'Software delivered to Boeing' now blamed for 737 MAX warning fiasco

Boeing admits it knew of flaw in 737 MAX planes before fatal crash

Long before first 737 MAX crash, Boeing knew a key sensor warning light wasn't working, but told no one

Boeing admitted Sunday that it knew well over a year before the first crash of a 737 MAX in Indonesia last October that a warning light linked to a key sensor on the 737 MAX wasn't working on most of the airplanes, but it informed neither the Federal Aviation Administration (FAA) nor the airlines operating the jet about the problem until after that crash. It was later revealed that both plane crashes were caused by an issue with the 737 Max's safety indicator, which should have warned the pilots that the plane's sensor data was inconsistent with the way the plane's nose was angled. An error in the so-called angle of attack data triggered events leading to the crash of a Lion Air flight in Indonesia and, it is suspected, also the Ethiopian Airlines disaster on March 10.

The AOA alert will tell pilots if a sensor is under stress while "disagree alert" will tell whether sensors are acting contradictory to each other.

Boeing said Sunday that the planes could be flown safely without the alert, but said it will be included in the 737 Max before the planes are flown again.

Likewise, while Boeing stood by its claim that an AOA warning light has "never been considered a safety feature", the company also promised to fit a functioning light as standard from now on, as well as a standalone AOA indicator. Growing scrutiny and mounting lawsuits by families of the crash victims could pose a challenge to Boeing's efforts to revive confidence in the 737 Max, assure aviation regulators worldwide of its safety and lift the ban on the now-grounded Max fleet. The Trump administration grounded all 737 Max jets worldwide, creating financial and logistical problems for three major USA airlines, while Boeing continues working to fix the problem. "However, Boeing's timely or earlier communication with the operators would have helped to reduce or eliminate possible confusion", the FAA said.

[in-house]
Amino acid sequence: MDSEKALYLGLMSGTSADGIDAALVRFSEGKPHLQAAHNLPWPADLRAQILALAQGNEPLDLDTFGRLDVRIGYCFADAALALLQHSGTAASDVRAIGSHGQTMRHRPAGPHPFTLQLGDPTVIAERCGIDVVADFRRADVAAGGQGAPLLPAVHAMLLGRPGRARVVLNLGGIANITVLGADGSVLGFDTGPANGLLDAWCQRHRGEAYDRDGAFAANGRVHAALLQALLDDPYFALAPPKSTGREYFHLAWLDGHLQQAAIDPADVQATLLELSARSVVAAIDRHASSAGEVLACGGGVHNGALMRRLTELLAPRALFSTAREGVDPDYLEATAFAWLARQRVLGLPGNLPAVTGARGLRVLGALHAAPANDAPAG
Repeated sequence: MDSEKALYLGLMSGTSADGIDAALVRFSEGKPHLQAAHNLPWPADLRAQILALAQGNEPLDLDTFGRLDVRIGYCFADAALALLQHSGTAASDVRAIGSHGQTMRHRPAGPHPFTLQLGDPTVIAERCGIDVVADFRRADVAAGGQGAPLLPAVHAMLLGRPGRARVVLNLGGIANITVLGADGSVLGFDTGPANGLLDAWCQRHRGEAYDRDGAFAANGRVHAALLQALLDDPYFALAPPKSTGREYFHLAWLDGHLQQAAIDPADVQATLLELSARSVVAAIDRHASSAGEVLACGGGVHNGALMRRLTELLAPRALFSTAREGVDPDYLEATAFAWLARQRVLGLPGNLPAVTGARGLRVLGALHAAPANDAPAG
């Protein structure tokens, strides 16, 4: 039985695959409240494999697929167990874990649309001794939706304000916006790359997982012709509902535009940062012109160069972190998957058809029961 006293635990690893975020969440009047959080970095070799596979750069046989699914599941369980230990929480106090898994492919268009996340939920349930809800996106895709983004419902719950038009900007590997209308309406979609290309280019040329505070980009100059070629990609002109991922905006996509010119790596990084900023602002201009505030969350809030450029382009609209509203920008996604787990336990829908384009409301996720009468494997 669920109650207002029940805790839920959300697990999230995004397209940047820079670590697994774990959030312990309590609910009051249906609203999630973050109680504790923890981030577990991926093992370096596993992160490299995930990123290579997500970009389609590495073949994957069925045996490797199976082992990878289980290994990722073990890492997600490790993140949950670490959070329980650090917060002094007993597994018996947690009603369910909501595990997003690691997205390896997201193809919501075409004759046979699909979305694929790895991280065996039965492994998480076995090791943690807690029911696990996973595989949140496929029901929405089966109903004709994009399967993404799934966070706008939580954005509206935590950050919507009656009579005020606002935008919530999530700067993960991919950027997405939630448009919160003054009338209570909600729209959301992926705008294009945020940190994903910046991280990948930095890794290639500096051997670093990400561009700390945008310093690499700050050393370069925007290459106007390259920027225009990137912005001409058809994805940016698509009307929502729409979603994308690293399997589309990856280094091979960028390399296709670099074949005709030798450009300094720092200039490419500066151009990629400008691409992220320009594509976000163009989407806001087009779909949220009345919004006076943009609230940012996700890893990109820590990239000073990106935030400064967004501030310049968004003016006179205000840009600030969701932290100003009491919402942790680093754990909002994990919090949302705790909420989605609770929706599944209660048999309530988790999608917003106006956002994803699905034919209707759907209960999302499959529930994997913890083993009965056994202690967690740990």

Boeing said it also told the FAA that company engineers had identified the issue in 2017, along with the findings from their internal review process.

In both flights, for example, investigators found that faulty "angle of attack" sensors activated software that forced the planes into nosedives.

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Neither the Lion Air aircraft nor the Ethiopian Airlines jet had the feature.

Disagree alerts would notify pilots whether a sensor is malfunctioning or not.

Boeing is developing new software for MCAS.

Senior FAA and airline officials increasingly are raising questions about how transparent the Chicago aerospace giant has been regarding problems with the cockpit warnings, according to people familiar with their thinking. This is on top of a promised software update to MCAS to stop it from attempting to push the 737 MAX's nose towards the ground.

The panel determined the issue to be "low risk", and said Boeing would have to fix it as part of an overall package of enhancements to the Max in response to the Lion Air accident.

Nevertheless, it did not reportedly provide some carriers and pilots with consistent explanations even after the first tragedy and became "more forthcoming" with airlines only after the second 737 MAX crashed in Ethiopia.

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